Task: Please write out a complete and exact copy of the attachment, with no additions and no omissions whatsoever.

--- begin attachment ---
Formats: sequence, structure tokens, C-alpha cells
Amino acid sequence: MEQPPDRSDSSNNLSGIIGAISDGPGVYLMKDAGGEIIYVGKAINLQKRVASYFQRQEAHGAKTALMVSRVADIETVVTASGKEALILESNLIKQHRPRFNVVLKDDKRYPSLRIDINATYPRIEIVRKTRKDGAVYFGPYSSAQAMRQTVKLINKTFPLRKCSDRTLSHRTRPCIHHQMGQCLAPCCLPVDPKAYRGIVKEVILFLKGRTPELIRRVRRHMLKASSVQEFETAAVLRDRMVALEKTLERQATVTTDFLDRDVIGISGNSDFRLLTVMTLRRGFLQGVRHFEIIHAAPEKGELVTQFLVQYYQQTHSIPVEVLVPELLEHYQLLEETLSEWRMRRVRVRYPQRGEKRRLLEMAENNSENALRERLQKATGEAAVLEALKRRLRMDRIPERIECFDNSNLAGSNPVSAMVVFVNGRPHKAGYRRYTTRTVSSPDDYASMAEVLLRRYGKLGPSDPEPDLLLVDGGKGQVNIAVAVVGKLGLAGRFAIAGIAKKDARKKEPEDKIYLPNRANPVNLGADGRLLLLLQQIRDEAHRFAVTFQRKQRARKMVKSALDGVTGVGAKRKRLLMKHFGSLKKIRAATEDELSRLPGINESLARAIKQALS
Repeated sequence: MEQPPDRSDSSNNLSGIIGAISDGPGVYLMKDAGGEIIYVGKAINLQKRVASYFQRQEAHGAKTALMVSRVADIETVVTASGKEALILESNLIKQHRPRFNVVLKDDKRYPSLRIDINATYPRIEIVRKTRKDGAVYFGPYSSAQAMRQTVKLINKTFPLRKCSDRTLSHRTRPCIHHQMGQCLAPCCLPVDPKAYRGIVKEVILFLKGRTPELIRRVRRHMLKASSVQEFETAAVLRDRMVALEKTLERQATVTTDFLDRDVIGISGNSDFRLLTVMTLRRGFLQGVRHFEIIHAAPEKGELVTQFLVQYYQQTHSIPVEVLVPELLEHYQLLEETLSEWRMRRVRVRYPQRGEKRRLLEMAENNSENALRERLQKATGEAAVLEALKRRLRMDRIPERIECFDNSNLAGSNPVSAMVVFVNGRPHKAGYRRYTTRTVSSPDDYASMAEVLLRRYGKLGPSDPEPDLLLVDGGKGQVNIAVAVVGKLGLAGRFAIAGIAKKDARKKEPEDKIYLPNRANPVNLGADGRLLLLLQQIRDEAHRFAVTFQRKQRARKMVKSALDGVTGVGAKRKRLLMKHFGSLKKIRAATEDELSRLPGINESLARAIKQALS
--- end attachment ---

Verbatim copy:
Formats: sequence, structure tokens, C-alpha cells
Amino acid sequence: MEQPPDRSDSSNNLSGIIGAISDGPGVYLMKDAGGEIIYVGKAINLQKRVASYFQRQEAHGAKTALMVSRVADIETVVTASGKEALILESNLIKQHRPRFNVVLKDDKRYPSLRIDINATYPRIEIVRKTRKDGAVYFGPYSSAQAMRQTVKLINKTFPLRKCSDRTLSHRTRPCIHHQMGQCLAPCCLPVDPKAYRGIVKEVILFLKGRTPELIRRVRRHMLKASSVQEFETAAVLRDRMVALEKTLERQATVTTDFLDRDVIGISGNSDFRLLTVMTLRRGFLQGVRHFEIIHAAPEKGELVTQFLVQYYQQTHSIPVEVLVPELLEHYQLLEETLSEWRMRRVRVRYPQRGEKRRLLEMAENNSENALRERLQKATGEAAVLEALKRRLRMDRIPERIECFDNSNLAGSNPVSAMVVFVNGRPHKAGYRRYTTRTVSSPDDYASMAEVLLRRYGKLGPSDPEPDLLLVDGGKGQVNIAVAVVGKLGLAGRFAIAGIAKKDARKKEPEDKIYLPNRANPVNLGADGRLLLLLQQIRDEAHRFAVTFQRKQRARKMVKSALDGVTGVGAKRKRLLMKHFGSLKKIRAATEDELSRLPGINESLARAIKQALS
Repeated sequence: MEQPPDRSDSSNNLSGIIGAISDGPGVYLMKDAGGEIIYVGKAINLQKRVASYFQRQEAHGAKTALMVSRVADIETVVTASGKEALILESNLIKQHRPRFNVVLKDDKRYPSLRIDINATYPRIEIVRKTRKDGAVYFGPYSSAQAMRQTVKLINKTFPLRKCSDRTLSHRTRPCIHHQMGQCLAPCCLPVDPKAYRGIVKEVILFLKGRTPELIRRVRRHMLKASSVQEFETAAVLRDRMVALEKTLERQATVTTDFLDRDVIGISGNSDFRLLTVMTLRRGFLQGVRHFEIIHAAPEKGELVTQFLVQYYQQTHSIPVEVLVPELLEHYQLLEETLSEWRMRRVRVRYPQRGEKRRLLEMAENNSENALRERLQKATGEAAVLEALKRRLRMDRIPERIECFDNSNLAGSNPVSAMVVFVNGRPHKAGYRRYTTRTVSSPDDYASMAEVLLRRYGKLGPSDPEPDLLLVDGGKGQVNIAVAVVGKLGLAGRFAIAGIAKKDARKKEPEDKIYLPNRANPVNLGADGRLLLLLQQIRDEAHRFAVTFQRKQRARKMVKSALDGVTGVGAKRKRLLMKHFGSLKKIRAATEDELSRLPGINESLARAIKQALS